“If you want to go faster and you want a
    system that is more reliable, you have to
    be willing to spend less.”

    Larry Ellison, Oracle, 9/10

    Because of technology and the powerful corporate drive to improve shareholder value, the once invaluable knowledge worker is more easily replaced in American business.  Those owners of corporate history, those who understand, live and propagate the culture, those who have seen good times and bad, are no longer a company’s strength. Their work product, however, still lives at these companies. Behind the fire wall. 

    Why?  Because if you have a log-in at a company and your work is tagged (searchable); any goober behind the firewall can come along and access it. Your replacement. A freelancer. An intern.

    Salesforce.com, perhaps the most successful enterprise software product of our time, is based upon the logged and tagged workplace. And it’s brilliant. It is not only a repository for all company sales data, it is a platform for the “logged in” to work more efficiently.

    This is no screed against technology. Or against two-tier pay levels. No poo-pooing of freelance nation here.  This is progress and we have to learn to manipulate it to our advantage. My recently graduated daughter has two jobs. One, at a low-ish annual wage, is for the benefits and experience. The other, at a restaurant, is for beer money. Were she really working the new economy and the logged and tagged workforce, she might have 3 jobs. And make more and in less time.

    These are exciting times. We need to see trends like the “logged and tagged workforce” and exploit them before our neighbors.  Have at it people! Peace.

    My Spanking by David Poque.

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    David Poque, a technology columnist for The New York Times, is a very interesting character.  He’s a thoughtful, important and market-moving purveyor of what’s hot and what’s not.  Sometimes his columns are a bit like a PC Mag review, but mostly they’re a fun Anthony Bourdain-like travelogue through the tasty streets of technology.

    I have seen Mr. Poque on public television and he has a subtle nervousness about him on camera that doesn’t come across in print… so if I were my mother and in an advice-giving mood I suggest he stay in print.  Interestingly, Mr. Poque’s public and private personas are a tad different.  I posted about one of his columns once with a differing point of view and it really rubbed him. (I advocated not providing in-box instructions with new products to save paper.) His angry and personal comment on my blog surprised — telling me there is a bit more to Mr. Pogue than meets the eye.  (A side that might be fun to read outside of the NYT guardrails.)

    My prediction:  Mr. Poque will either leave The New York Times within the next 3 years and create his own branded site or AOL will make him an offer he can’t refuse.  Yahoo could, but they have a lazy eye.  Peace.

    The Digital Triangle. The Perfect Start-up Womb.

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    The digital triangle, located in NYC, bears three distinct corners.  DUMBO in Brooklyn. SOHO in Manhattan. Union Square, also in Manhattan.

    DUMBO is where the coders are.  A youthful tech workforce who live digitally-centric lives, they are smart and have engineer-friendly minds. (A lot of gamer consoles burn out in DUMBO.) It’s a little men and boy heavy.  Union Square is where the money is.  Where the incubators are.  It’s where the DUMBO denizens with entrepreneurial spirit visit with their hands out.  It’s close to NYU and also has a lovely, youthful energy. Parking is expensive in Union Square but the smart money walks the streets.  SOHO is what makes the digital triangle different.  It is where designers, the truly creative and exceptionally beautiful like to call home. They don’t live there really, just work, shop and hang. If you can’t get inspired in SOHO with all its art, nubes, soft tacos, fashion, and vibe, you can’t get inspired.  All these neighborhoods are a subway or bike ride apart and feed off of each other. It is a perfect storm for start-ups.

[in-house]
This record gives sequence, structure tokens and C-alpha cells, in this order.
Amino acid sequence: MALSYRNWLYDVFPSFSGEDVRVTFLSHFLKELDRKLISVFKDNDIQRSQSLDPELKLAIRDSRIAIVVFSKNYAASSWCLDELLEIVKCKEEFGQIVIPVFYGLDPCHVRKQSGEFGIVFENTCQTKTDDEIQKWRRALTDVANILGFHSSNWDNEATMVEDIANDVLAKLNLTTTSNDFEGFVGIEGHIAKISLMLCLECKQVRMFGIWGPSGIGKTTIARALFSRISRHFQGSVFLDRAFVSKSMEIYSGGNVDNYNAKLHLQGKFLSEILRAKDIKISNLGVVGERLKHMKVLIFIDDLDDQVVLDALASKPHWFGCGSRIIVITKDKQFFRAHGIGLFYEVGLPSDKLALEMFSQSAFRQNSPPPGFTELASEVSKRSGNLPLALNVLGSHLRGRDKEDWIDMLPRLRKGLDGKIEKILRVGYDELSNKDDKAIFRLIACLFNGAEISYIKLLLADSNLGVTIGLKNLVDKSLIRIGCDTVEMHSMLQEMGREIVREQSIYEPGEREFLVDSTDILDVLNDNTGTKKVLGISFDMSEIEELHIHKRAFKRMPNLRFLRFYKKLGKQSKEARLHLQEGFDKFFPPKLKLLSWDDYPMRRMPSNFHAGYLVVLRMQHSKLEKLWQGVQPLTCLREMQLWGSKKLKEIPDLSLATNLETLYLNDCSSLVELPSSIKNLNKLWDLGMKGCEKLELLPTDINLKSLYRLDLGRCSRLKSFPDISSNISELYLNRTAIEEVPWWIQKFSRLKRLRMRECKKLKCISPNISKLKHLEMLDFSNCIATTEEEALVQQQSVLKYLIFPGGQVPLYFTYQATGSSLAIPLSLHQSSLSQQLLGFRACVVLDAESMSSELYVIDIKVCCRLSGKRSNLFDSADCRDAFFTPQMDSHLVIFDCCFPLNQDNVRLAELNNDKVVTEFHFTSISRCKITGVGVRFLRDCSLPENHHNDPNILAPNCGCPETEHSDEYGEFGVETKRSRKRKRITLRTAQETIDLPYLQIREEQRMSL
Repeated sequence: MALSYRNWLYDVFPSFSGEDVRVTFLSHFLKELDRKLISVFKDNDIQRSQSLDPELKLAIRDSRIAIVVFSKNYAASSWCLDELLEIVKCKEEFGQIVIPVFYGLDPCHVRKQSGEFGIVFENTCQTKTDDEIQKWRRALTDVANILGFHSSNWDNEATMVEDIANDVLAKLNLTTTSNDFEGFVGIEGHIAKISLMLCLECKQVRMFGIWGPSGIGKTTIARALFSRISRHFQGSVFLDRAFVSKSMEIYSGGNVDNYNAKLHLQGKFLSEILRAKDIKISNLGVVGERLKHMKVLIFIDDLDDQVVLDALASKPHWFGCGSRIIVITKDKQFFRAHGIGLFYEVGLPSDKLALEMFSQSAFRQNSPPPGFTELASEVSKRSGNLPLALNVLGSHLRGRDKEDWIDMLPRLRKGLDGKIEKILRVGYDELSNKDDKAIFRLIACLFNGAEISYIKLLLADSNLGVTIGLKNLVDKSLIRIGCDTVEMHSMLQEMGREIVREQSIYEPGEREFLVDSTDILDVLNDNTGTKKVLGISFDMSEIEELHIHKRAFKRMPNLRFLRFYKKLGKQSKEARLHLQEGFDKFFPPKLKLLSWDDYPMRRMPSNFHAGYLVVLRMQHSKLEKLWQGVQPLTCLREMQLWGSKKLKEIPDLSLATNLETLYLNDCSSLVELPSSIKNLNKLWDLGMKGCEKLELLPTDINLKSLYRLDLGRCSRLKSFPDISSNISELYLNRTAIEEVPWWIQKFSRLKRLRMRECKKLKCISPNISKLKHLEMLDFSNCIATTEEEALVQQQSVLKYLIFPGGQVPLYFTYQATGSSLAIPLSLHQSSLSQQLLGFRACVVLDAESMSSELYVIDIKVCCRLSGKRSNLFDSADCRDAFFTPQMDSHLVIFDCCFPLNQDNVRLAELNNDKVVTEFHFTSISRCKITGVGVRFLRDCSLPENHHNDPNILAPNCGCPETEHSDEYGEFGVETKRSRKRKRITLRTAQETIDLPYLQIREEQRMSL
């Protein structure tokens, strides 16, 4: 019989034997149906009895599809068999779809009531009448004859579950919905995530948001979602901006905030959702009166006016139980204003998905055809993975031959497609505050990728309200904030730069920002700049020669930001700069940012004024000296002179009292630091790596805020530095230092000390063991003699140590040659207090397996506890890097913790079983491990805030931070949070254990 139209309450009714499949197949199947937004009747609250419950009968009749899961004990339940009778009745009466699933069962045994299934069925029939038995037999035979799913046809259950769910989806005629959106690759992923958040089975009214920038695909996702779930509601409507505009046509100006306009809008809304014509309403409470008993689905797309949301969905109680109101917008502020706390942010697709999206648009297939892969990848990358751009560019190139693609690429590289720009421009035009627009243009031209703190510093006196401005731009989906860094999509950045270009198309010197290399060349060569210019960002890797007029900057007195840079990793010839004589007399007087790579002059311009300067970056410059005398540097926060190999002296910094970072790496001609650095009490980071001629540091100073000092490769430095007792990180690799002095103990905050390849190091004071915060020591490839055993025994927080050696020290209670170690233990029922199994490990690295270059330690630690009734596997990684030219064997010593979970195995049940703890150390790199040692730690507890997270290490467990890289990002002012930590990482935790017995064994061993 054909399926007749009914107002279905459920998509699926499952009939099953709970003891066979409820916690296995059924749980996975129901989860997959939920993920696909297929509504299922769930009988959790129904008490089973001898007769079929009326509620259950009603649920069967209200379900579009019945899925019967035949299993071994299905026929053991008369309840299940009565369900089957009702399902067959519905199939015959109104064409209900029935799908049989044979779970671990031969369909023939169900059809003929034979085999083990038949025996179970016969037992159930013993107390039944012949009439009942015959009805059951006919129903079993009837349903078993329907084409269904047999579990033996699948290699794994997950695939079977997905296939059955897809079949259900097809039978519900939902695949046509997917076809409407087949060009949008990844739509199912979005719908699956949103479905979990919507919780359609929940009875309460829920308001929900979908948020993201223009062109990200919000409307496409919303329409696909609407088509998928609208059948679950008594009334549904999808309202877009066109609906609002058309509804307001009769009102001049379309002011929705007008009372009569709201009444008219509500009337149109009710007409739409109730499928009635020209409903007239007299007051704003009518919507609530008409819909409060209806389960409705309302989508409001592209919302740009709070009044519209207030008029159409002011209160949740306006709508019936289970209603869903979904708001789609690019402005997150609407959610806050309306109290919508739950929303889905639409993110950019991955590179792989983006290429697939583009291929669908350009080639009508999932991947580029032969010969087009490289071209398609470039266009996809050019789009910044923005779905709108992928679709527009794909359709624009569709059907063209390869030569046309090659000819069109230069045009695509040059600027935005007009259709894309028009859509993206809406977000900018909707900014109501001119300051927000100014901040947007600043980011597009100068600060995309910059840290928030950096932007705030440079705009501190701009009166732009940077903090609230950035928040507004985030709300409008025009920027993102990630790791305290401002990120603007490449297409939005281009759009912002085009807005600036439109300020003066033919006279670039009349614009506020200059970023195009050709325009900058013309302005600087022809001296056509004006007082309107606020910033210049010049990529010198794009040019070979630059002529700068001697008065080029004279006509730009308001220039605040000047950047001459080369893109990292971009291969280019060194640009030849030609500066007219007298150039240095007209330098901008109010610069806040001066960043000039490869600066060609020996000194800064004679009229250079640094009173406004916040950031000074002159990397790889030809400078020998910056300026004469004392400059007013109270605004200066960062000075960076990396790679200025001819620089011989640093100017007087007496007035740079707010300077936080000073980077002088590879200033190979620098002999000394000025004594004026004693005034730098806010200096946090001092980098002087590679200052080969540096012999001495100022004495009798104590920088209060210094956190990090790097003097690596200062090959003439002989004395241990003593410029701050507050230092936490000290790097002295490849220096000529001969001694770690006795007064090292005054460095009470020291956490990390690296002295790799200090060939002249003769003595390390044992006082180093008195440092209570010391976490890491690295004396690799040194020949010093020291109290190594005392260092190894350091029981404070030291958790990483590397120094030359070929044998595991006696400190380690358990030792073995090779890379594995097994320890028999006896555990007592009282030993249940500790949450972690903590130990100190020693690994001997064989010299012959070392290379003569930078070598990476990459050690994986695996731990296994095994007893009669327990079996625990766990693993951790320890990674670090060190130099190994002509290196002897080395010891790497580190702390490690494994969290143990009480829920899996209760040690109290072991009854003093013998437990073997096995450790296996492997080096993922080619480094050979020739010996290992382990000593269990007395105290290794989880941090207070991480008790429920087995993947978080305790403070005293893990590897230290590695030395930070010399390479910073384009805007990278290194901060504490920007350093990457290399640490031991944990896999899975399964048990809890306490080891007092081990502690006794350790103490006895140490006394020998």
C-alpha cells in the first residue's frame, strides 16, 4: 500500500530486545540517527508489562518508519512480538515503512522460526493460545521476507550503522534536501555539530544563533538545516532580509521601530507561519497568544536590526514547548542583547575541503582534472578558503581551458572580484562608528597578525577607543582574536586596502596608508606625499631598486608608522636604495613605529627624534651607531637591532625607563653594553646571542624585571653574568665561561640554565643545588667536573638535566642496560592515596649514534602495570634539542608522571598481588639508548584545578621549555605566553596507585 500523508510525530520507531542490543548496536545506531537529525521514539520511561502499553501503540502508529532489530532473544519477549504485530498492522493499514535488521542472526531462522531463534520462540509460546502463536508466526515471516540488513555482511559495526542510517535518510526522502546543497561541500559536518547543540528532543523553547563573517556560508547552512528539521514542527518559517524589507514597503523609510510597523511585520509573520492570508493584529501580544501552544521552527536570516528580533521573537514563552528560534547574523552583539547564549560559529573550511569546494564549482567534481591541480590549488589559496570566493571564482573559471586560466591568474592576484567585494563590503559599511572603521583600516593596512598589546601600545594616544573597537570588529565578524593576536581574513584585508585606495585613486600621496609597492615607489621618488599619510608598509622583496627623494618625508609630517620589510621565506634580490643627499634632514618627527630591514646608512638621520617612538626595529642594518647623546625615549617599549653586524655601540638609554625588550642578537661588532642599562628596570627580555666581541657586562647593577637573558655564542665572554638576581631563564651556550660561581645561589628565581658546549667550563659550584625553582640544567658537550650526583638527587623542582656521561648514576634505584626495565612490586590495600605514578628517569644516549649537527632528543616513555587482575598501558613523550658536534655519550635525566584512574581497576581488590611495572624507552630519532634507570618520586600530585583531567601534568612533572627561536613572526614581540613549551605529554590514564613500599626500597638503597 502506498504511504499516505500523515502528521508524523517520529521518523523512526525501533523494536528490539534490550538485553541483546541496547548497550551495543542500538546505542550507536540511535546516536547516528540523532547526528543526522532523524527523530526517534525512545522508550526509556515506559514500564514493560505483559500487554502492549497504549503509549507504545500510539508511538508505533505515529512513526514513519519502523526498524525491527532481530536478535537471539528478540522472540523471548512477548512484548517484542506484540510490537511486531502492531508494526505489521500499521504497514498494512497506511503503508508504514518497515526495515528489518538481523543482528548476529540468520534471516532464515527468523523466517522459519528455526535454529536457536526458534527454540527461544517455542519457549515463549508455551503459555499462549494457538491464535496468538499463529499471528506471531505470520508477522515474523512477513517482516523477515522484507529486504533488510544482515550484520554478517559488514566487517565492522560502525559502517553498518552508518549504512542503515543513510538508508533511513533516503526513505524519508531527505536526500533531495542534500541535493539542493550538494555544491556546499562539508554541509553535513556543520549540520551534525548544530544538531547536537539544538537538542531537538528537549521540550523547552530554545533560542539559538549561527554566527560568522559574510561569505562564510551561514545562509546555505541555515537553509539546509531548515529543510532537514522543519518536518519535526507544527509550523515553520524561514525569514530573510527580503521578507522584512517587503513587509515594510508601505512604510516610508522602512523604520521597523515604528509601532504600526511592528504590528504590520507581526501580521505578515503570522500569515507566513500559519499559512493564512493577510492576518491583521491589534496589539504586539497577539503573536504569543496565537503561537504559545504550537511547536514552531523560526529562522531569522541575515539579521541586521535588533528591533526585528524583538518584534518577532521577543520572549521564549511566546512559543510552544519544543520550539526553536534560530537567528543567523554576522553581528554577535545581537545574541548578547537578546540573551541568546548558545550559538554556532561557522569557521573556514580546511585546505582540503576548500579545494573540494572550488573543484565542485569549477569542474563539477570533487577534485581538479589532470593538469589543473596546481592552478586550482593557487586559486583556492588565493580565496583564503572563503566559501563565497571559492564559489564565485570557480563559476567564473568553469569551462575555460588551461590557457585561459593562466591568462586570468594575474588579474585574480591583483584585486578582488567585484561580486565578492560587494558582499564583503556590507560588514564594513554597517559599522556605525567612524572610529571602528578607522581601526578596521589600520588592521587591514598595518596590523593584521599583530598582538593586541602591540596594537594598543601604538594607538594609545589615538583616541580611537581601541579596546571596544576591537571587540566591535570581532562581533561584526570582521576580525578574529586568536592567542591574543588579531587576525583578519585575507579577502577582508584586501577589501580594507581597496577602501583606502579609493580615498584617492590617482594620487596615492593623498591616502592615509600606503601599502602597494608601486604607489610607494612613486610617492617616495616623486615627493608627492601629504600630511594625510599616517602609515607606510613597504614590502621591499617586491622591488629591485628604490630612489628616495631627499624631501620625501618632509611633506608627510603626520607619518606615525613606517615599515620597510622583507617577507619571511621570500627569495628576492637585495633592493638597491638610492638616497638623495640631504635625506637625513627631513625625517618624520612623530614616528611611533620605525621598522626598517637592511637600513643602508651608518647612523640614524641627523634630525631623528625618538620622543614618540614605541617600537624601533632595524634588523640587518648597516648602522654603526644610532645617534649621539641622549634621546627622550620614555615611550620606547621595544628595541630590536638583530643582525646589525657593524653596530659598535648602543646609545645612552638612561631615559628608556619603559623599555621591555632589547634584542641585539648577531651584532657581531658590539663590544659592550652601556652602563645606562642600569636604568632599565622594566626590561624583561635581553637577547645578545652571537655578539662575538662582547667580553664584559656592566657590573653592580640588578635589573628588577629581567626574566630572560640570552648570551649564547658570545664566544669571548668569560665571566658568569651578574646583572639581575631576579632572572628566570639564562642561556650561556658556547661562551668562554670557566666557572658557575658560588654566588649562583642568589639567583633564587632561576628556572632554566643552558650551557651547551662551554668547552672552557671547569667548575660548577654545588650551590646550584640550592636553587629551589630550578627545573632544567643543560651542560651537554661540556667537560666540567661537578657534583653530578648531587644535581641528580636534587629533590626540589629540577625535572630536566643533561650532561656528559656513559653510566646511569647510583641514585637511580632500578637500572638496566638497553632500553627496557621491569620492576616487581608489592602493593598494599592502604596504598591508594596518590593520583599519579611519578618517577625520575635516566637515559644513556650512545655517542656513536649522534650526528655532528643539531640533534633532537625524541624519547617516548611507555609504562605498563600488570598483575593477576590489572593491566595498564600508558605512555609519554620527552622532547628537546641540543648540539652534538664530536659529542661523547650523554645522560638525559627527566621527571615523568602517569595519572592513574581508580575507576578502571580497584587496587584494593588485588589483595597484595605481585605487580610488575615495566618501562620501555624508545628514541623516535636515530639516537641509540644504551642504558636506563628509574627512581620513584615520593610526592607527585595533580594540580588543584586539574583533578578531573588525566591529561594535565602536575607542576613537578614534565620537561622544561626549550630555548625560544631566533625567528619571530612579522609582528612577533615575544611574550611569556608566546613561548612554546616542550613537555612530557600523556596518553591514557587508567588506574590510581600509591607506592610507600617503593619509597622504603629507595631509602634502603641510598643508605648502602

Unlike Sand Hill Road (money), its surrounding neighborhoods of Menlo Park, Palo Alto, etc. (tech engineers) and San Francisco (ad people) the Digital Triangle is close but not really connected. The west coast likes campuses. It works but not like the digital triangle. As technology’s pull increases and more and more of the economy is tied to digital commerce, NYC will grow in importance globally and will become a tech capital with no peer. Just ask Fred Wilson. Peace.

    Bi-Polar Disorder at HP?

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    Leo Apotheker CEO of HP in a recent interview came off as a really smart, refreshingly calm captain of the tech industry.  You know the type, not smiling but almost, methodical and thoughtful in his delivery. Confident, not cocky. He knew his numbers, his trends, margins (everyone’s margins, in fact) and had a plan – a future-proof plan.  Use WebOs as the connective tissue for all computing and communication devices, bolstered by an enterprise cloud play.  Lovely.  Sprawling but lovely. Anyone smell an apple?

    Those who read these musings know I am all about focus.  That’s the brand planner in me. HP has been anything but focused over the last 10 years. A printer company. The world’s leading PC company. Outsourcing. Big iron. Smart phones. Tabs. And operating systems. But let’s not forget in the post Carly Fiorina era, this company’s financials have been smoking. So the company’s scale has been a positive.